Hello - my name is Jemima and I'm already an active member of Ovacome having been on my own Ovarian cancer journey last year (I'm 34 & thankfully currently NED). I also lost my darling Mum to primary metastatic liver cancer 4 years ago - her diagnosis also coming out of the blue and culminating her in her losing her battle 7 months later - so this evil beast has been working it's way steadily through the lives of those that matter the most to me.
Yesterday, after PSA checks of 30 & 26 respectively and biopsies taken 2 weeks ago, we were given the news that my otherwise very fit and healthy Dad of 78 (just turned...but easily passes as a man in his early 60's) did, indeed have an aggressive form of PC with a Gleason of 8 (3+5). The next steps are CT & bone scans to check for spread to lymph nodes and/or bones. Once we have those results, a treatment plan will be devised. He has already been started on hormone therapy. We've been told this is likely to be radiotherapy (no chemo was mentioned) & despite my Dad being super fit and healthy, they won't operate due to his age. My Dad lives over 3hrs from me with my sister so this time, I don't feel at all in control of things, whereas with my Mum, I was with her from start to finish as her main carer.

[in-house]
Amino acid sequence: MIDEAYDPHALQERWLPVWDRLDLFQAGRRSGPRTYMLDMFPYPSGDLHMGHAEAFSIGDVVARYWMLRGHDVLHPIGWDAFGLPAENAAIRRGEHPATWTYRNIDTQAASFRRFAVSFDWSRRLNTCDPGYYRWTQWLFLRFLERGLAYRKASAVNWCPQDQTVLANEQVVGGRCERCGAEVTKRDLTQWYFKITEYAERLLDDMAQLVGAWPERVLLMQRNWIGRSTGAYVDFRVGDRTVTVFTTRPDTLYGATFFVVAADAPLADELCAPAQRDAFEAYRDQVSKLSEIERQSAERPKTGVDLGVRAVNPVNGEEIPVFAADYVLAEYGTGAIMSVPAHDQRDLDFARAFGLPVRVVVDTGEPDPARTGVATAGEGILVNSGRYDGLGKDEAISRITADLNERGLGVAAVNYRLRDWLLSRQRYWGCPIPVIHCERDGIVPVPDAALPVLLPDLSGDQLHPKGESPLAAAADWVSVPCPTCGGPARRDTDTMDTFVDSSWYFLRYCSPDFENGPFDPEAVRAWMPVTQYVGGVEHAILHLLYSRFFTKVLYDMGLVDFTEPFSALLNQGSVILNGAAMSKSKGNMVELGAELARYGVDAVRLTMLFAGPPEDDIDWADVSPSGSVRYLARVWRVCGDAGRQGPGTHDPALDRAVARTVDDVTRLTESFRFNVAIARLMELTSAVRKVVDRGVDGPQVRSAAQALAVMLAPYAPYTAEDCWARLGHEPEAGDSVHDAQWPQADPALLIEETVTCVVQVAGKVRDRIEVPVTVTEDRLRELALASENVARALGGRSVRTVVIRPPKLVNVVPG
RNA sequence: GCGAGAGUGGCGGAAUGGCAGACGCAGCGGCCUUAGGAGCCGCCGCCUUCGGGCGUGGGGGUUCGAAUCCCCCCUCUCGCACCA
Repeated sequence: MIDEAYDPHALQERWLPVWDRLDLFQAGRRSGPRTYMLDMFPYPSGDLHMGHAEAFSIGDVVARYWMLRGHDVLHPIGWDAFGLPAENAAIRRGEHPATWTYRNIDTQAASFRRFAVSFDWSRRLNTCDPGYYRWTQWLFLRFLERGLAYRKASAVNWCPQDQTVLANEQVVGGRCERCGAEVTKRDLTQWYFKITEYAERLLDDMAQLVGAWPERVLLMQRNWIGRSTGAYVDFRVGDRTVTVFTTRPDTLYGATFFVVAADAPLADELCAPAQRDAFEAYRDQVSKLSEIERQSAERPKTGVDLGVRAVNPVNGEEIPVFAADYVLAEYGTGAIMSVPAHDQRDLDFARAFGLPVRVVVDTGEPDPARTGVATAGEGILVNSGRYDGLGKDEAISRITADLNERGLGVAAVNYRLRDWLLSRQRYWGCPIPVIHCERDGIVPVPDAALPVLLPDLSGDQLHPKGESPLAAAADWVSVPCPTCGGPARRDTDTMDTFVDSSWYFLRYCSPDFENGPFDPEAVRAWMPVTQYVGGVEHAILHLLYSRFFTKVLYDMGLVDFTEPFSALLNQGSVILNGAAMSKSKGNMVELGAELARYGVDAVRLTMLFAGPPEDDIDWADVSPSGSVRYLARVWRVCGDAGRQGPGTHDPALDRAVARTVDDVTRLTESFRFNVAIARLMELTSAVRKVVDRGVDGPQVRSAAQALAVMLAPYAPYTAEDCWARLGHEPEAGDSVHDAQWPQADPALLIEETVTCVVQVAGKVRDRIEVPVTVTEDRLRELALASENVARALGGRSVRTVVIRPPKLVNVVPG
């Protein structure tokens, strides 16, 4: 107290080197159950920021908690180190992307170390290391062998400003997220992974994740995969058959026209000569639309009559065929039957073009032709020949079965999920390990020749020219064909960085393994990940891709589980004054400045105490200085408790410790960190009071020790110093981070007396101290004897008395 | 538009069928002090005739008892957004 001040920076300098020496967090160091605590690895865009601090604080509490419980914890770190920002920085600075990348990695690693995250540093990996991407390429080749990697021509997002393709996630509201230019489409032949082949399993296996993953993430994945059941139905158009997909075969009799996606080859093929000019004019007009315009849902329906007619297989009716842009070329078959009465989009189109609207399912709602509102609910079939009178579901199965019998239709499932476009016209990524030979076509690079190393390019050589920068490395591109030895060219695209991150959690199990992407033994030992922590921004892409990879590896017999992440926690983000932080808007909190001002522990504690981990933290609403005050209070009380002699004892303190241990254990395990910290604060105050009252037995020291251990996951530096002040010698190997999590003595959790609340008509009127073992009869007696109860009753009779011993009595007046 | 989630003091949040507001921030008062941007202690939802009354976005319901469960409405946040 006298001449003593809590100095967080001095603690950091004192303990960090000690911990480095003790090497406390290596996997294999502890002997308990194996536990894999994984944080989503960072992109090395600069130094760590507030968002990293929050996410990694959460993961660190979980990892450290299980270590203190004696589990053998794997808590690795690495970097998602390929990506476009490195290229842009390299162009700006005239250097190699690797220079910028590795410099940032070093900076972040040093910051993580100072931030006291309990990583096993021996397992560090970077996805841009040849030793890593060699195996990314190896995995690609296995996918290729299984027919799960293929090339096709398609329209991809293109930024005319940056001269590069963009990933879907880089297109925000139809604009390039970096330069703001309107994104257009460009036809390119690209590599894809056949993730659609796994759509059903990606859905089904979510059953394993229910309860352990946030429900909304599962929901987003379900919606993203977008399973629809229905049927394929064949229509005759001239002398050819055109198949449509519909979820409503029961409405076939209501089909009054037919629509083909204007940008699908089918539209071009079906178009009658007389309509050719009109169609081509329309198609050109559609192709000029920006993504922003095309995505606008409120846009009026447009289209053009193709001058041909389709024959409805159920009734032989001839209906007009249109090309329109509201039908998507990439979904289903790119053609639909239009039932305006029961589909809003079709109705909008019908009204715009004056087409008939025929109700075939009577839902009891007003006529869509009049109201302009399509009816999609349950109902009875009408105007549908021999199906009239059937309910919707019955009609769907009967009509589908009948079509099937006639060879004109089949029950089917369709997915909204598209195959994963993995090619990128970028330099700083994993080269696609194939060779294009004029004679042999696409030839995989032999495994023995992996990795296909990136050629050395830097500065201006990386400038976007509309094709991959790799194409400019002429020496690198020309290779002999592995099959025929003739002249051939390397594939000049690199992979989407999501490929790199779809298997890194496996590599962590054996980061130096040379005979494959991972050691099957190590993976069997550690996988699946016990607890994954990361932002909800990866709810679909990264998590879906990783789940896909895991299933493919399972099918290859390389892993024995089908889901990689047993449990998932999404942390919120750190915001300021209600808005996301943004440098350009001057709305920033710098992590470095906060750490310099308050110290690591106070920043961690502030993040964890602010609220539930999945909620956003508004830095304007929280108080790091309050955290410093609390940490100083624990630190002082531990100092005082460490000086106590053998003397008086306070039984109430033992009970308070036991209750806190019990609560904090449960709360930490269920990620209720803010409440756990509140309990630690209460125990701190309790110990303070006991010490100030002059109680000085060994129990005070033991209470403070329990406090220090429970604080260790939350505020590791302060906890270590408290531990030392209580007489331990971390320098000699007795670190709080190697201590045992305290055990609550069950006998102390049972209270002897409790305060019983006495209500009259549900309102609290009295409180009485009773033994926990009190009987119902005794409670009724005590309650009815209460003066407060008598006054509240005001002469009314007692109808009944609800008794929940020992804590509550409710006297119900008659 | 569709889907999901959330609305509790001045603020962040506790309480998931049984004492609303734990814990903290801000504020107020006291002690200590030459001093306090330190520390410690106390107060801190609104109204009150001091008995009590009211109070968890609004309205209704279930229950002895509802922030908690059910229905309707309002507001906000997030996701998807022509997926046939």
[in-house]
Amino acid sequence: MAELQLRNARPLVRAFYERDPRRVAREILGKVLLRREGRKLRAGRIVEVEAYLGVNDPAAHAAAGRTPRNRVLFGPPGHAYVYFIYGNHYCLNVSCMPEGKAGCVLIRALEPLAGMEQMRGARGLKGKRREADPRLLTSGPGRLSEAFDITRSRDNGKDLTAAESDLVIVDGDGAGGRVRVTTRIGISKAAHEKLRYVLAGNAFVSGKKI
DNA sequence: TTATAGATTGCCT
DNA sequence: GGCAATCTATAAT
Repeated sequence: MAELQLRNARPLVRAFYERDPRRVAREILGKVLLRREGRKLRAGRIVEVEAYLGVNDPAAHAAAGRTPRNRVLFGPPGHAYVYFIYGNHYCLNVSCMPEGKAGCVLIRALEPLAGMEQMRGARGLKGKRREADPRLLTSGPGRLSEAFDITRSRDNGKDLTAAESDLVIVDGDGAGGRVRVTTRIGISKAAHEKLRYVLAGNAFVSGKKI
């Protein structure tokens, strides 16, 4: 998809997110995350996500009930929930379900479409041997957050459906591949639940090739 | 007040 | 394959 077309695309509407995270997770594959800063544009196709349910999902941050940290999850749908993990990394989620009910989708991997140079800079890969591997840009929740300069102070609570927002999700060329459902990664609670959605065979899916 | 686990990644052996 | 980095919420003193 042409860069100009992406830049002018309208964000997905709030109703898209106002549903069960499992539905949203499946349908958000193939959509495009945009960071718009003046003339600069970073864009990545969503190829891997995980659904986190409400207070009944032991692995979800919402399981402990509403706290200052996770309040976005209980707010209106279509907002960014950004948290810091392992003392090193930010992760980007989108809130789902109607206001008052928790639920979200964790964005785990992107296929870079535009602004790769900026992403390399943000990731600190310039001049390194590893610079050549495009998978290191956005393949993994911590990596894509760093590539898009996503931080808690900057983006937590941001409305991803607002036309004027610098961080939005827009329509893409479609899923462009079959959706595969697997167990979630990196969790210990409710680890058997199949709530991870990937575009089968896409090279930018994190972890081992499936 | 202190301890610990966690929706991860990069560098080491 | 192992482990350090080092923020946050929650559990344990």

I guess I'm just wondering what we can expect, from the best to worst case scenario? I seem to have educated myself beyond a normal layman for liver and ovarian cancer but know little to nothing about PC other than what I've gleaned online in the last few days. I have also asked my sister to see if we can have a copy of his biopsy report as I am definitely a person that does better with detail and knowledge. Many people are telling me it isn't the death sentence it used to be and that most men die WITH PC and not FROM it but surely that is the case if it's caught early? What if it HAS spread?
As you can imagine, we're all feeling a little overwhelmed trying to come to terms with this latest blow from this bas*ard disease, so I thank you in advance for any advice you can offer me.
Wishing you all well in your own journeys,